Two top police commanders said Thursday that four witnesses — two friends of victim Tyrone Brown and two bystanders — corroborated that version of events in taped interviews with homicide detectives and prosecutors.
Police sources with knowledge of preliminary autopsy findings said the medical examiner found a heat imprint from a muzzle blast on Brown's shirt, a condition known as stippling. Such an imprint is created when a weapon is fired from as close as five inches away. The finding could be used to show that Brown was executed at close range, but it could also indicate that he was shot while advancing on the officer.
Police officials, who requested not to be identified in part to distance themselves for now from a highly sensitive case, have taken the unusual step of releasing details of an investigation as part of an effort to defuse public anger that Tshamba has not been charged with a crime.
They say they are frustrated that prosecutors might extend the investigation into next week, delaying the arrest of the 15-year veteran officer.
Officials with the Baltimore state's attorney's office declined to comment on the investigation. State's Attorney Patricia C. Jessamy said during a radio appearance Thursday that her department was "moving forward expeditiously."
Police worry that further delays will add to mounting public suspicion that authorities are protecting one of their own. The unusually harsh criticism, shrouded behind anonymous sources, appears designed to shift public anger over Tshamba's not having been arrested to the prosecutorial arena.
"We handed prosecutors our case Monday morning," said one top police official, who spoke on the condition he not be named. The lead investigator on the case "has slowly interviewed everyone and went to the crime scene. That's fine, but our position is we would like to proceed as soon as possible."
Said another commander: "In this case, the best we can see, there is no reason for this man to have been shot as many times as he was. Homicide is convinced that the evidence is very clear. This is not a complex case. … There was no physical confrontation. He had his hands up when he was shot."
Speaking with Clarence M. Mitchell IV on WBAL radio, Jessamy said she planned to meet with prosecutors Friday to discuss the case. But she cautioned that doesn't mean charges are imminent.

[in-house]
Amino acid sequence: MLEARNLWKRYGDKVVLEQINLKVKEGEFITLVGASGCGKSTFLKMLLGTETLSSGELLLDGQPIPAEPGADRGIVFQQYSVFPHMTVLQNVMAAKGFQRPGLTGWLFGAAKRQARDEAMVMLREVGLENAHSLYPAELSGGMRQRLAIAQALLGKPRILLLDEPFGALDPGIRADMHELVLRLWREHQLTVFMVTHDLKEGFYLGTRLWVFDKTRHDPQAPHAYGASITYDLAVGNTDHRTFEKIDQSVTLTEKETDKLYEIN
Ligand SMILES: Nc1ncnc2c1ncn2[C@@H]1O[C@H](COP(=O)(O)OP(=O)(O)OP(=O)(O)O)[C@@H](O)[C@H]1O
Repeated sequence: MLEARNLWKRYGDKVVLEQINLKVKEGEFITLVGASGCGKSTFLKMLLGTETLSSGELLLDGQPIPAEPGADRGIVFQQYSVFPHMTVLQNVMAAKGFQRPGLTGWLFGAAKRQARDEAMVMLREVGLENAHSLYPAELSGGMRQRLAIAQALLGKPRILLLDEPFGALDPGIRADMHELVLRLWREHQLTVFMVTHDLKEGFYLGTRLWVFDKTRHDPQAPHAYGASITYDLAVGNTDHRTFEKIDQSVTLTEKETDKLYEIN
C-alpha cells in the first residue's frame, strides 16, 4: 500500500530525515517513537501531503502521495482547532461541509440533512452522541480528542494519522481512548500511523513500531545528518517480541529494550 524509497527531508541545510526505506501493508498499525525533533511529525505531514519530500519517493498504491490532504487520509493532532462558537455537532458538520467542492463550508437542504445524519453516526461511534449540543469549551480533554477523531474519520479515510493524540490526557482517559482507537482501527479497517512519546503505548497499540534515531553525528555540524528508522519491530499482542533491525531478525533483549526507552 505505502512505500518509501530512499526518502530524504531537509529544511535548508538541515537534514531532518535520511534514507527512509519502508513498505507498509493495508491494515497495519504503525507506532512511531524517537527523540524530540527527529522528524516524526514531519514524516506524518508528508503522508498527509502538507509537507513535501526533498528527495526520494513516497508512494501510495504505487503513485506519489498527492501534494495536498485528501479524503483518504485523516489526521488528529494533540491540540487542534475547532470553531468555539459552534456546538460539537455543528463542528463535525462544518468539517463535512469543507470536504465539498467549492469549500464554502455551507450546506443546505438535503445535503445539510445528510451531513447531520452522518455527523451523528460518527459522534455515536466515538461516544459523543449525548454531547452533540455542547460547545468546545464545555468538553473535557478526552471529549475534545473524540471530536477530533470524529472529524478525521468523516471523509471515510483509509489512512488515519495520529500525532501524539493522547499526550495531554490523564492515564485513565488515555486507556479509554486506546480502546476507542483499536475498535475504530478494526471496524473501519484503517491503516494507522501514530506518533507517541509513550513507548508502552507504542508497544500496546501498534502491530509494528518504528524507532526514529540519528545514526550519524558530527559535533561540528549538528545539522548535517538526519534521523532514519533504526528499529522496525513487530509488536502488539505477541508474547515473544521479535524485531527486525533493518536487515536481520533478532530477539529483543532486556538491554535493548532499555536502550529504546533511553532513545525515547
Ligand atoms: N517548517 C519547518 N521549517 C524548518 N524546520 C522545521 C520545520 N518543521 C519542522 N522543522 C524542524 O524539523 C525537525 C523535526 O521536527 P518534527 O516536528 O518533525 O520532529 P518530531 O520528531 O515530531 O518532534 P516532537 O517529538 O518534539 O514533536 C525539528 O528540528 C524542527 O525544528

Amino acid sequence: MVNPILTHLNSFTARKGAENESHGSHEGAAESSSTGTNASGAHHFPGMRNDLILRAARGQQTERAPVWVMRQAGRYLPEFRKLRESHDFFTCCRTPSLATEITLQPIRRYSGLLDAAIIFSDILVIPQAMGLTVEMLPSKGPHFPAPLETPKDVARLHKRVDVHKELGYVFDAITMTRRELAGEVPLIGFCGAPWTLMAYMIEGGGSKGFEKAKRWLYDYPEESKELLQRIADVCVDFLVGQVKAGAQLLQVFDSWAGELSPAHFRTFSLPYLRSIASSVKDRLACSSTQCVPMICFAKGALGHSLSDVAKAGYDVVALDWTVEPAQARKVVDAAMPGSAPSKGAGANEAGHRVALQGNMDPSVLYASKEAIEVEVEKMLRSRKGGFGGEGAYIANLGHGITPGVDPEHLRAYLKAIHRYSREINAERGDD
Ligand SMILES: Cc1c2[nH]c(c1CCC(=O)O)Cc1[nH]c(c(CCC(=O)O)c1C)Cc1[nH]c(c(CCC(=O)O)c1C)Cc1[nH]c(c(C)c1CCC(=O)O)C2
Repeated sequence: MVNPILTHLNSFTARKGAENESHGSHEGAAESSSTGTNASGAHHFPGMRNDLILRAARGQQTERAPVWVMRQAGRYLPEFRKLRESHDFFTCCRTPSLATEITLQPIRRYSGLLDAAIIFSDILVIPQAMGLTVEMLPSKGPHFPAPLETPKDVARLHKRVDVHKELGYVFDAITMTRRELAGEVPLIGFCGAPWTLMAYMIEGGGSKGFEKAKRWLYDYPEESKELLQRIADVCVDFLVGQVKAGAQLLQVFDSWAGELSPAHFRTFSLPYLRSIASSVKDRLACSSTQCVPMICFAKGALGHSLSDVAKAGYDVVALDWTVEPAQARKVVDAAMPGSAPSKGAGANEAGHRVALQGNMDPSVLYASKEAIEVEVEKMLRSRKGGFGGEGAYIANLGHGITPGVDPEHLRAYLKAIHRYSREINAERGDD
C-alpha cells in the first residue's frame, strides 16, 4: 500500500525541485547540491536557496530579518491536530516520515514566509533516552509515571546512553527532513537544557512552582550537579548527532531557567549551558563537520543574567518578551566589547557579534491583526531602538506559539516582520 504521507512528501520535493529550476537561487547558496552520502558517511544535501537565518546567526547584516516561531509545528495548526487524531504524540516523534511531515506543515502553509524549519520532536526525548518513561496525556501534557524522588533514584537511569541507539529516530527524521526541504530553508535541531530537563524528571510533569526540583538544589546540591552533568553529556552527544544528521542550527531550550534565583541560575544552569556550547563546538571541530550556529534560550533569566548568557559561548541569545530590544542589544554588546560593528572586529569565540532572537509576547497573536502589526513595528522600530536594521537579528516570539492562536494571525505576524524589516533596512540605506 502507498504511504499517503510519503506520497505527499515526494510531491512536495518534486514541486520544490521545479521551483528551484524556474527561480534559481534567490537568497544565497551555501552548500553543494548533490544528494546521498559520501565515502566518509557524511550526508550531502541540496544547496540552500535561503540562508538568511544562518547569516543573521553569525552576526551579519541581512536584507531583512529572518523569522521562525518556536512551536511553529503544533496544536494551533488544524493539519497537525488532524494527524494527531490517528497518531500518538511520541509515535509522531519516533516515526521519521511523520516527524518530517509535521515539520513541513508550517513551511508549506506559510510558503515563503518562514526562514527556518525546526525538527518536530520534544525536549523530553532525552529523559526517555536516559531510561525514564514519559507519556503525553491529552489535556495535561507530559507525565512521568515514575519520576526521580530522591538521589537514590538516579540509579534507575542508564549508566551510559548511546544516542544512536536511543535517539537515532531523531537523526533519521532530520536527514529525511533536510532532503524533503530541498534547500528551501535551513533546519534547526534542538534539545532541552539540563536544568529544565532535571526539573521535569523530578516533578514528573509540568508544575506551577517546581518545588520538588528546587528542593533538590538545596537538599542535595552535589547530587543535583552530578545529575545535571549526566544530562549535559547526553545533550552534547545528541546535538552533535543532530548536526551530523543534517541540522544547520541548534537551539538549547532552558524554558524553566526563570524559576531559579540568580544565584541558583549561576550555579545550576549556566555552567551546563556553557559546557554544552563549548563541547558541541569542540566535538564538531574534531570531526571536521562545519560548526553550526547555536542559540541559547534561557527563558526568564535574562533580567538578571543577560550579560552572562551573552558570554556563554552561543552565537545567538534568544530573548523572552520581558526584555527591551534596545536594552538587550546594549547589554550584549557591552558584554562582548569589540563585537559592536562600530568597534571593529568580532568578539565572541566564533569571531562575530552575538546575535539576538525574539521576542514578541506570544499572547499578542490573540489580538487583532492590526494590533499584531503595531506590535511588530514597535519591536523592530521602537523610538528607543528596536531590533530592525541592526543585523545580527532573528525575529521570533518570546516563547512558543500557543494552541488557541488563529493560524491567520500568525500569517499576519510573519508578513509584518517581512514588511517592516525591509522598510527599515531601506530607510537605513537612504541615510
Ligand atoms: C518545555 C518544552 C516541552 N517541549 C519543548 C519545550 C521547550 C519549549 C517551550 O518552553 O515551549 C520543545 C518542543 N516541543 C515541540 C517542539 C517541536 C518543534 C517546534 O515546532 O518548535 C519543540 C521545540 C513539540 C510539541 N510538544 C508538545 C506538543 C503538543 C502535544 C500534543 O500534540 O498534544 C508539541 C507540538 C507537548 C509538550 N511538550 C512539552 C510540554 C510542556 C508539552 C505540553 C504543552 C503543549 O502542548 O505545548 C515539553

"I'm not the general public," Jessamy said. "I can't offer opinions. I have to make decisions based on the law, the facts and the evidence. … We will be moving forward expeditiously."
Despite a swift police investigation, prosecutors say they are awaiting the autopsy report and want to talk with officers who responded to the scene. They have already reinterviewed the seven witnesses.
Privately, officials in the prosecutor's office note that because this is Tshamba's second off-duty shooting of a civilian in five years, they want to make sure the case is handled properly.
In 2005, Tshamba was driving under the influence of alcohol when he got into a confrontation with a group of young men in a sport utility vehicle who he said shouted racial epithets at him. Tshamba followed the car into a residential neighborhood, where the other driver turned his vehicle and rammed the officer. Tshamba chased the men into a wooded area, firing his weapon. A juvenile was hit in the foot.
Tshamba received an eight-day suspension for the incident but avoided criminal charges and dismissal. Prosecutors now privately question whether top police administrators were too lenient in allowing him to remain on the force. As one official said: "They expect us to clean up their mess."
Officials in both the department and state's attorney's office say the pressure from the public, the news media and within their own offices has made the investigation complex and politically charged. One official in the prosecutor's office cautioned that many cases "are not as easy and cut-and-dried and slam-dunks as people want us to believe."
Andrew C. White, a former federal prosecutor who is now a defense attorney, said the state's attorney's office should proceed slowly to build a solid case.